Hmmm... that really points back to bin Laden. Actually, from what has actually been disclosed about the passport, it points to anyone of the who may have known the man as much as bin Laden himself.(OK, maybe if we knew the identitiy of the passport owner we'd know whether or not it points to bin Laden, but we don't, so it proves nothing to the majority of people)

So really what has been disclosed is that they found a passport that they haven't said anything about, and that the hijackers were Arabs. Well, it points to the hijackers having something to do with the Middle East. Unfortunately, the last time I checked there were plenty of terrorist groups operating out of there, not all of them connected to bin Laden.

Let's face it, until we find out more about the passport and the hijackers it proves jack-squat.

Oh, and back in the 80's the US government seemed to grant Saddam and his buddies quite a bit of crediblity.

[ Parent ]
Magic Passports (4.75 / 4) (#16)
by Verminator on Tue Sep 18, 2001 at 09:29:10 PM EST

Wow. So this guy's passport survived a plane crash into a skyscraper and the subsequent burning and collapse of that skyscraper then landed near enough to the top of the rubble pile to be found in a couple of days? Impressive.
If the whole country is gonna play 'Behind The Iron Curtain,' there better be some fine fucking state subsidized alcohol! And our powerlifting team better kick ass!
[ Parent ]
Which leads to the old joke... (5.00 / 1) (#17)
by GreenHell on Tue Sep 18, 2001 at 10:34:54 PM EST

"You know that black box they have that can survive a plane crash? Why can't they make airplanes out of that material?"

Only in this case they could save money and just make it out of passports.

[ Parent ]
Paper trails... (none / 0) (#19)
by swezwho on Wed Sep 19, 2001 at 06:36:21 AM EST

Sure seems that most of that "paper trail" consists of U.S. newspapers. I guess if that's where you turn for most of what you think, then it's an opened-and-closed case, huh?

As for credibility... hell, even Dan Quayle and Dubya say some things that are correct (and hence, credible). Allowing for predictable padding and the inevitable rhetoric and grandstanding, he made some valid points.

That aside, and on the other side of that coin, just how credible is the leadership of a country that a) nurtures and supports someone like Hussein to begin with, b) makes no objections whatsoever when he practically announces that he intends to invade a neighbor, c) subsequently kills untold numbers of his followers while leaving him alone, and d) spends the next decade killing his citizenry under the guise of "sanctions"?

--The Americans are the Brits of the next century. We may be seeing the end of our empire.--

[ Parent ]

Now was it an N or an S? (none / 0) (#23)
by SeaCrazy on Wed Sep 19, 2001 at 12:38:13 PM EST

That aside, and on the other side of that coin, just how credible is the leadership of a country that a) nurtures and supports someone like Hussein to begin with

Well, in hindsight the mentality that "the enemy of our enemy is our friend" didn't work out too well in this case, as with Bin Laden. Too bad their foresight wasn't as good as your hindsight.

b)makes no objections whatsoever when he practically announces that he intends to invade a neighbor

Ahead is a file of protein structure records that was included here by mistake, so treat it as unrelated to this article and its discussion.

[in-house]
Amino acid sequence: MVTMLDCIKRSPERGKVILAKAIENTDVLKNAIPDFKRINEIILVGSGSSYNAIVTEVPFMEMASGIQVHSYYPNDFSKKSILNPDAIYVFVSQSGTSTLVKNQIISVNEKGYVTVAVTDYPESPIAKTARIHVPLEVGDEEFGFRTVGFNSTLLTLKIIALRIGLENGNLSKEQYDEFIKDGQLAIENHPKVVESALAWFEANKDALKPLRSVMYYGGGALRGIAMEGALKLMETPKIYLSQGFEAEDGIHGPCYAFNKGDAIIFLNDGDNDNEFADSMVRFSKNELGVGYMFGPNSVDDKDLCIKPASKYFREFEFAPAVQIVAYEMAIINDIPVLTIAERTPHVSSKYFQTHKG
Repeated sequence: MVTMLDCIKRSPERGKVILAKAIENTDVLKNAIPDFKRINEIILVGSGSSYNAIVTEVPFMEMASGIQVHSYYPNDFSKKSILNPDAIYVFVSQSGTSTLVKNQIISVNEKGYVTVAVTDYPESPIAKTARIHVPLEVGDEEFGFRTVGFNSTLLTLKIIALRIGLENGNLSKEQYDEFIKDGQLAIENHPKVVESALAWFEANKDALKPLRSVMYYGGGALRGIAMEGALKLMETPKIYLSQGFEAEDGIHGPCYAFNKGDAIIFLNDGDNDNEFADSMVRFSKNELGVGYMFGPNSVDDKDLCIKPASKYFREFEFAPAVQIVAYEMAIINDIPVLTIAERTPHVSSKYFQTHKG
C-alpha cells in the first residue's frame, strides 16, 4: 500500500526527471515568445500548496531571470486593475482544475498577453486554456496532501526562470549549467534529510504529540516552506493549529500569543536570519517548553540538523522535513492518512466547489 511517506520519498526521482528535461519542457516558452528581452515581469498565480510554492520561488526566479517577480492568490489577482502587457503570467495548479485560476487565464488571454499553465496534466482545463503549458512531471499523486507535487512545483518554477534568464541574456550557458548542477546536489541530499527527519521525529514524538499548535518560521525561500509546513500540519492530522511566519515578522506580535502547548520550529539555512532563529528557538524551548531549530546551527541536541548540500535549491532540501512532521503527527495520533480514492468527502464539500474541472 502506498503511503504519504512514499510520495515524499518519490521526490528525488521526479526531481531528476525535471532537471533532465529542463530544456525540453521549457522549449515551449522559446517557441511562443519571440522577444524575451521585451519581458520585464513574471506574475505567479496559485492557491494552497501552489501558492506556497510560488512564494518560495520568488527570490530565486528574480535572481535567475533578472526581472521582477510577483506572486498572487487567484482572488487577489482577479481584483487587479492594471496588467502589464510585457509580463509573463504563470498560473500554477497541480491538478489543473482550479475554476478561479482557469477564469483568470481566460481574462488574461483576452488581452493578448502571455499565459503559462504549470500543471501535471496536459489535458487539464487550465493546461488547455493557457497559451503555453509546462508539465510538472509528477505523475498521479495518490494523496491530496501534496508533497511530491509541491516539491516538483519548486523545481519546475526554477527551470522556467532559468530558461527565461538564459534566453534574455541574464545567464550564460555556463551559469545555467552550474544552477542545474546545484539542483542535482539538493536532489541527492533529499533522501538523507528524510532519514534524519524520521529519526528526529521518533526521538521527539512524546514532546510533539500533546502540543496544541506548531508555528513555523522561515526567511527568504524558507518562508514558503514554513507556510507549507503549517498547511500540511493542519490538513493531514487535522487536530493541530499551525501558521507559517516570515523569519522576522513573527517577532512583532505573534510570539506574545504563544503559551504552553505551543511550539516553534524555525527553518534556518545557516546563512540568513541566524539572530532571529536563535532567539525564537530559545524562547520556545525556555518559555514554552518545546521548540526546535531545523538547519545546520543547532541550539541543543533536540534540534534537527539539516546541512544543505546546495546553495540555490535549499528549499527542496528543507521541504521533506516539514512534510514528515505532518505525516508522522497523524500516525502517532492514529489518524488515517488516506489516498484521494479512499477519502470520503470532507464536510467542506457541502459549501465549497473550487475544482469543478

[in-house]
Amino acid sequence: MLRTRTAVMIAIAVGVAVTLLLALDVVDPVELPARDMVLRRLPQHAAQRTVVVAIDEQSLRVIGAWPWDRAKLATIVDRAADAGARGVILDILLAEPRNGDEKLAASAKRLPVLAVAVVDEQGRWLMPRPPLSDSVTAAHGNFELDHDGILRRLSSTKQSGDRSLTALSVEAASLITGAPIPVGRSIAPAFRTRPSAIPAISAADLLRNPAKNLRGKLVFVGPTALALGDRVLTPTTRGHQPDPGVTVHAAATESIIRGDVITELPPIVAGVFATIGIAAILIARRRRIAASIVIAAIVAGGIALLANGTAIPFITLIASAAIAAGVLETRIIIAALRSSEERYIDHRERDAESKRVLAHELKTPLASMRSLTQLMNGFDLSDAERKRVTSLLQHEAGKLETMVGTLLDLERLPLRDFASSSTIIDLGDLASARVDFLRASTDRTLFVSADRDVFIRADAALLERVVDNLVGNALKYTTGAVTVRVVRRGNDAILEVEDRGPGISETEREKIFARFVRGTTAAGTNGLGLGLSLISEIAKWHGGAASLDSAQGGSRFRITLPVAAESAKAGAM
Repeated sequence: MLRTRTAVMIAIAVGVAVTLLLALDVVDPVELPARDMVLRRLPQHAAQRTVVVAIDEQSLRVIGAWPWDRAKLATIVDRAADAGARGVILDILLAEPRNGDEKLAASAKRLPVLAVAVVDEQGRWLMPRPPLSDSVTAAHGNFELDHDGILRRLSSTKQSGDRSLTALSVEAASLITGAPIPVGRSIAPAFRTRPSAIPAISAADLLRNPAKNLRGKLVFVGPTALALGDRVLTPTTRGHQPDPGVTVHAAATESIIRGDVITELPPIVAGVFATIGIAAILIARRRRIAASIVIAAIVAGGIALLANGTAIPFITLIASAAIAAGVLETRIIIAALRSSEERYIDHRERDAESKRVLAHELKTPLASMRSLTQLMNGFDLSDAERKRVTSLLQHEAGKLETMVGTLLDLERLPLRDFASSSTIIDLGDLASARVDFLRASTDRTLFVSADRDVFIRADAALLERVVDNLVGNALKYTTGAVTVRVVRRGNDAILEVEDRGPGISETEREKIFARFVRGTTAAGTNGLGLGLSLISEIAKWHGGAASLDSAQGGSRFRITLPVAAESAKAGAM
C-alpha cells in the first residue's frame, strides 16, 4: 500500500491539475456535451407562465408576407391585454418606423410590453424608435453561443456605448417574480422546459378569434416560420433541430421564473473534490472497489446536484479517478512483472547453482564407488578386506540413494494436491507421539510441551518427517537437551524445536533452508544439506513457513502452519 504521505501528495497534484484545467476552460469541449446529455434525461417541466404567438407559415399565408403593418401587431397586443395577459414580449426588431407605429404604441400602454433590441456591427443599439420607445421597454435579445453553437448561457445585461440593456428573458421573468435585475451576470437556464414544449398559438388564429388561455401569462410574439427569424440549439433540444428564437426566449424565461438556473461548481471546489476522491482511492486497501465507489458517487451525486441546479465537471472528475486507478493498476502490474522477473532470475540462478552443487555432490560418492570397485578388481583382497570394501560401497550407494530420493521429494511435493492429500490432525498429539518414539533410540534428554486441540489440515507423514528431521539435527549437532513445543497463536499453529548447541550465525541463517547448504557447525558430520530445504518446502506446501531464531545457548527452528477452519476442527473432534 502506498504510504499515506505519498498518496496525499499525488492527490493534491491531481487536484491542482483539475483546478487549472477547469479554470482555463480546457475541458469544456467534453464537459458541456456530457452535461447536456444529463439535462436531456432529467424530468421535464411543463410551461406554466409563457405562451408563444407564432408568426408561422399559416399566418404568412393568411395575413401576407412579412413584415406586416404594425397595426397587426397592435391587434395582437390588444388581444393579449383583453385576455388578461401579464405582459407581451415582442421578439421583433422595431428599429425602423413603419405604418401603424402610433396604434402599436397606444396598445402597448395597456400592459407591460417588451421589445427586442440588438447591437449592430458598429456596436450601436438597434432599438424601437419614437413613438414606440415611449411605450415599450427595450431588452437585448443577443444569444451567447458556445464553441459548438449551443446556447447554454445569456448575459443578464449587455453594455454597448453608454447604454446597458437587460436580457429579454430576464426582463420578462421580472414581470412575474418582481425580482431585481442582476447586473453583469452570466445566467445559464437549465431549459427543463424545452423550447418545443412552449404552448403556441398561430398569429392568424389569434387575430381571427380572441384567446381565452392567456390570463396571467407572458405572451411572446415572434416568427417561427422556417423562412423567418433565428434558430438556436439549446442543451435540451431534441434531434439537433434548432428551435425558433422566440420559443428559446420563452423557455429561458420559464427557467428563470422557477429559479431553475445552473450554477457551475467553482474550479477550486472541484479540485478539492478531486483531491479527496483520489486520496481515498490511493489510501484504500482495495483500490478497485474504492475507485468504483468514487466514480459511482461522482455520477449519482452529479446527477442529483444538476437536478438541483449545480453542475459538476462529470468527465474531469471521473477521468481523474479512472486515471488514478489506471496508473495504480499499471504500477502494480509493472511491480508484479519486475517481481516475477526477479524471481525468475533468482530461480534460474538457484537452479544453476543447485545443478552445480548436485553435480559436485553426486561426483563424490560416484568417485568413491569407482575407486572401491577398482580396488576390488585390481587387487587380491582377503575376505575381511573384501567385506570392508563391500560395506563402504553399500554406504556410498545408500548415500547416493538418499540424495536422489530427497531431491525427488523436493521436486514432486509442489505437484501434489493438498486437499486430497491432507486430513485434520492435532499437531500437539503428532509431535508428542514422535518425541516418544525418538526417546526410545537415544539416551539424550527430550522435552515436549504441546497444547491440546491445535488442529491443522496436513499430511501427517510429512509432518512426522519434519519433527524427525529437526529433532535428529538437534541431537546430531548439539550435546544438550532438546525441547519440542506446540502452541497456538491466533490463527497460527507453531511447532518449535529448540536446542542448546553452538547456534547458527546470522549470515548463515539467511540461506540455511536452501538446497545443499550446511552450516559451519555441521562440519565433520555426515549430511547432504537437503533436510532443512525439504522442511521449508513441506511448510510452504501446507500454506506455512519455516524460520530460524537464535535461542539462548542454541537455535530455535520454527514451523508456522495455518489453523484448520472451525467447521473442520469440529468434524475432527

Hmm who made no objections? I seem to recall ultimatums and plenty of chances for Saddam to change his mind.

c) subsequently kills untold numbers of his followers while leaving him alone

Yep, probably the biggest misstake of the gulf war to not finnish of Saddam.

d) spends the next decade killing his citizenry under the guise of "sanctions"

You're absolutely right, the so called sanctions are designed exclusively to kill the poor iraqi people. That is why they don't let Iraq import any food or medecine but only weapons and material to make weapons of mass destruction... Oh wait... If Saddam didn't want to make the sanctions look bad (which, listening to you, he obviosly succeeded with) the people of Iraq would not have to suffer and starve.

Also I seem to recall that the UN had (has) a finger in this game. But I am sure that no Brittish Soliders, planes, bombs, or other weapons killed any Iraqi. Or wait... I'm sure that the Brittish only killed Saddam and none of his followers... or wait... This whole mess is kinda embarressing, and I don't like the Americans so lets just blame them for the whole ordeal..

Or did you perhaps confuse the US with the UN?

[ Parent ]
A small nit (none / 0) (#27)
by generaltao on Thu Sep 20, 2001 at 10:42:28 AM EST

You seem to be under the impression that Iraqis chose their leader, and you seem to be under the impression that they have any say whatsoever. That impression would be incorrect. The Iraqi population had their "leader" imposed on them. He is a ruthless dictator.

Unless you are talking about America and I just failed to see the sarcasm in your note? Indeed, the US Ambassador to Iraq did refrain from making any sort of objection when Hussein announced his intention to move into Kuwait. Only after the fact did the US take exception with this move.

[ Parent ]

Something fishy (5.00 / 1) (#21)
by generaltao on Wed Sep 19, 2001 at 10:59:33 AM EST

Is it just me or does the whole passport thing sound a little fishy? Seems almost like an old Pink Panther movie.. the terrorist's plane smashes into a building in a huge ball of fire, some time later the building (110 stories of it) collapse down on top of everything, and in the midst of it all, a passport flutters to the ground and settles on top of the pile of rubble.

Yeah... right.